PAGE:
(Photos: Warner Bros/Shutterstock)

Crazy high expectations are riding on ‘Crazy Rich Asians’ (@CrazyRichAsians), which is set to premiere in Brunei this Wednesday (August 22).

It is the first modern story with an all-Asian cast and an Asian-American lead in 25 years. The last time that a major Hollywood studio released a movie with an all Asian-American cast was back in 1993 – ‘The Joy Luck Club’.

(Courtesy of Buena Vista Pictures)

‘Crazy Rich Asians’ is based on a novel by Kevin Kwan about three ultra-rich Chinese families and the gossip and backstabbing that occurs when the heir to one of the massive fortunes in Asia brings home his ‘ABC’ (American-Born Chinese) girlfriend to the wedding of the season.

While both movies have all the supposedly family dramas, ‘Crazy Rich Asians’ is basically ‘The Joy Luck Club’ with billionaires.

Let’s take a look at the trailer of ‘Crazy Rich Asians’ below. (Don’t worry it’s spoiler free!)

The next Asian ‘Black Panther’, really?

Some people are saying that ‘Crazy Rich Asians’ could be the next Asian ‘Black Panther’.

Marvel’s movie ‘Black Panther’, which was released earlier this year, was so much more than about a superhero’s journey. It was about black culture’s journey.

At the time, the hashtag – #WhatBlackPantherMeansToMe – was trending on Twitter, which is proof that the movie had a significant emotional impact on a lot of people, particularly the black community.

Jon M Chu, the director of ‘Crazy Rich Asians’, was quoted in a report as saying that the romantic-comedy is “not a movie … it’s a movement.”

A report in the New York Times noted that there is a primary worry that the Warner Bros film focuses on Singapore’s Chinese, the dominant ethnic majority, at the expense of Malays, Indians and other ethnic minorities who collectively account for about a quarter of Singapore’s 5.6 million people.

Actress Constance Wu at the premiere of “Crazy Rich Asians” at the TCL Chinese Theatres in Los Angeles, California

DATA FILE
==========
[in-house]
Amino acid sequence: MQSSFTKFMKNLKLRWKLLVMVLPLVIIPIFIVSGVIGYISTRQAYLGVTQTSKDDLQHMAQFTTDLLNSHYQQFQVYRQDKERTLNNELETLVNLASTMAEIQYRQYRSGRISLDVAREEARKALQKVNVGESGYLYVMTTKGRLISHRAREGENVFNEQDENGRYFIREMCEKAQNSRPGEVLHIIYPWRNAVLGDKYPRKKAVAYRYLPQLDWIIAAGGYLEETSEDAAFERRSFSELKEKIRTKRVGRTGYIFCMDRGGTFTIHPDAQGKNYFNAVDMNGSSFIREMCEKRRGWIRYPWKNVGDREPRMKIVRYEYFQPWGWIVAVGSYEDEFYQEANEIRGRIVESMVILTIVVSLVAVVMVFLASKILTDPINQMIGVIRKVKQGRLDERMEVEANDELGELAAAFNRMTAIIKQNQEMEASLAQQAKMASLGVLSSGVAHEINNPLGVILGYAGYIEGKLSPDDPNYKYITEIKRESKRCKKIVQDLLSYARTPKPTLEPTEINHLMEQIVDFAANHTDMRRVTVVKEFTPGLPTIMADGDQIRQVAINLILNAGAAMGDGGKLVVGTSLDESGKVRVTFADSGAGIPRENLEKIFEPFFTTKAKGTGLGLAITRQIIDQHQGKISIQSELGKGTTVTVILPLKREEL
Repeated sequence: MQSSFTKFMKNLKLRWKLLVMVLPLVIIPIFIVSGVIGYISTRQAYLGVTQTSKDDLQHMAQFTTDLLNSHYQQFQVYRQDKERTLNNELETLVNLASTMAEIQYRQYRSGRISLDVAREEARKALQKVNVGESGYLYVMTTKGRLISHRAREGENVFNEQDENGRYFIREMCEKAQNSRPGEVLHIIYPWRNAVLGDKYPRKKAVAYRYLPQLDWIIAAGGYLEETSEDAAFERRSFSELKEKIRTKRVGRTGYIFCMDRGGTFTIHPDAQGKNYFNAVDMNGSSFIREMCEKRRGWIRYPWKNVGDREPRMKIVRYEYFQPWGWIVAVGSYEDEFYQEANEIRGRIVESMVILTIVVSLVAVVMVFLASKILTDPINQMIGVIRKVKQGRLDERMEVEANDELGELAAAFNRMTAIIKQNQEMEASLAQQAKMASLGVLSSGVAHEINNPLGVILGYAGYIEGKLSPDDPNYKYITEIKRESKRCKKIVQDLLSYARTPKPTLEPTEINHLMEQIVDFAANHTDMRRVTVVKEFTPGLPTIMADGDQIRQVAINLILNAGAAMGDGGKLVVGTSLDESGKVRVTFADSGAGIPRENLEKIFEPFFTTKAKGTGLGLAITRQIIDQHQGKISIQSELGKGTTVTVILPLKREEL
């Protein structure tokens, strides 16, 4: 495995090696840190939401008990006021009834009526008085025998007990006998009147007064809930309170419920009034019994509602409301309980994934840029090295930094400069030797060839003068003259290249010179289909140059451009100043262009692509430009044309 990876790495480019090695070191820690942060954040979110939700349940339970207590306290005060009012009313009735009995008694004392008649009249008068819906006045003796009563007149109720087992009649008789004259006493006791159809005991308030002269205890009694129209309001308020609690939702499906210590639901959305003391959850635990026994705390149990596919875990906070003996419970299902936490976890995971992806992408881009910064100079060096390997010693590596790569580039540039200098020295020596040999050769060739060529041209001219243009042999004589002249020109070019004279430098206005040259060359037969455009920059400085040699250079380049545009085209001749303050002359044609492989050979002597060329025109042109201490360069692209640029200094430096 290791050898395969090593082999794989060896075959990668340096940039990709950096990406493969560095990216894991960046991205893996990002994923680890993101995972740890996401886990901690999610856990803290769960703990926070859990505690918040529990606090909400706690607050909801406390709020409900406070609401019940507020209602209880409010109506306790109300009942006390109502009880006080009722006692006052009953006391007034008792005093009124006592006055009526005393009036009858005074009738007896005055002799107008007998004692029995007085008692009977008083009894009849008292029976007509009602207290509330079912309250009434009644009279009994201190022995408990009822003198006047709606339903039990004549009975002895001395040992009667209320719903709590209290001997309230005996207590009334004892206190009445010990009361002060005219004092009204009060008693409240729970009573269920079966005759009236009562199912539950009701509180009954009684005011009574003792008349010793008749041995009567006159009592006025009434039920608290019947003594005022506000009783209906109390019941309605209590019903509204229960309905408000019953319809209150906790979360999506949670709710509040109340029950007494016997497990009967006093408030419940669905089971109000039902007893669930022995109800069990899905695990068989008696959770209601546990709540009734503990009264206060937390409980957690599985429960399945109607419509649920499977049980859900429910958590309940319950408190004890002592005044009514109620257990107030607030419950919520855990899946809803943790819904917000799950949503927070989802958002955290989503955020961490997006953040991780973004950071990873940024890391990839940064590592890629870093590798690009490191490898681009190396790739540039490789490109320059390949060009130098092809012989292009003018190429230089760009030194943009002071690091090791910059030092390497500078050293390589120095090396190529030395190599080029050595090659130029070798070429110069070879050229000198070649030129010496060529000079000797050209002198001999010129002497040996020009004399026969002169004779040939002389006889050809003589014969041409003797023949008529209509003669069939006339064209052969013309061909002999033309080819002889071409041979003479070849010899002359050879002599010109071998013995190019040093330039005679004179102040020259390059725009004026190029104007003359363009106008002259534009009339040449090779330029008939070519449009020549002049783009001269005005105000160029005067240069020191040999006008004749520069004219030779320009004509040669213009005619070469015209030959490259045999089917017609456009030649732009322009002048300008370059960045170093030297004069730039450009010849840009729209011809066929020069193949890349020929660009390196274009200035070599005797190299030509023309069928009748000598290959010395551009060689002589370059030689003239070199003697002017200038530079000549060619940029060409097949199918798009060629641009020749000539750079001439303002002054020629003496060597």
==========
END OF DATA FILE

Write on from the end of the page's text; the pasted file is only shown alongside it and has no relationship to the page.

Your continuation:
In a Twitter post, the movie’s lead actress, Constance Wu (@constancewu), acknowledged that the film “won’t represent every Asian American”. She said, “For those who don’t feel seen, I hope there is a story you find soon that does represent you… I am rooting for you.”

Doesn’t represent every Asian, but it’s okay

Let’s be honest here. How are you supposed to cram all the richness and complexities of the Asian diaspora into a 2-hour-long romantic-comedy? But it’s a good attempt.

“There have been complaints that the film doesn’t represent the true diversity of Southeast Asia or Asia or the Asian-American experience. And they are absolutely right; it doesn’t. In fact, it doesn’t even come close,” Audrey Cleo Yap said in a column.

“Can a movie about outrageously rich Chinese Singaporeans really mean something to every Asian, a group that holds so many ethnic groups and languages and skin tones within it? Isn’t it unfair to expect that?” asked Anisa Purbasari Horton in an online report.

She noted that while ‘Crazy Rich Asians’ may not represent every Asian, it does do a good job in other areas.

(Crazy Rich Asians) portrays Asian and Asian American characters as complex, flawed human beings with their own unique stories to tell – stories that are worthy of screen time and for the most part, not relegated to some stupid stereotype Hollywood has generally imposed on Asian characters,” she said.

Final thoughts

There is something special about 2018.

It’s been 25 years since a Hollywood studio released a film featuring an all-Asian cast since ‘The Joy Luck Club’.

It’s undeniable that social media is raving about how this movie is going to be THE movie to do Asians proud.

Hopefully, we won’t have to wait another 25 years until we celebrate films like ‘Crazy Rich Asians’ and ‘Black Panther’ for breaking diversity milestones. Who knows? By then (hopefully sooner), it could just very well be the norm. (Fingers crossed!)

Which cinema in Brunei will you be catching 'Crazy Rich Asians'?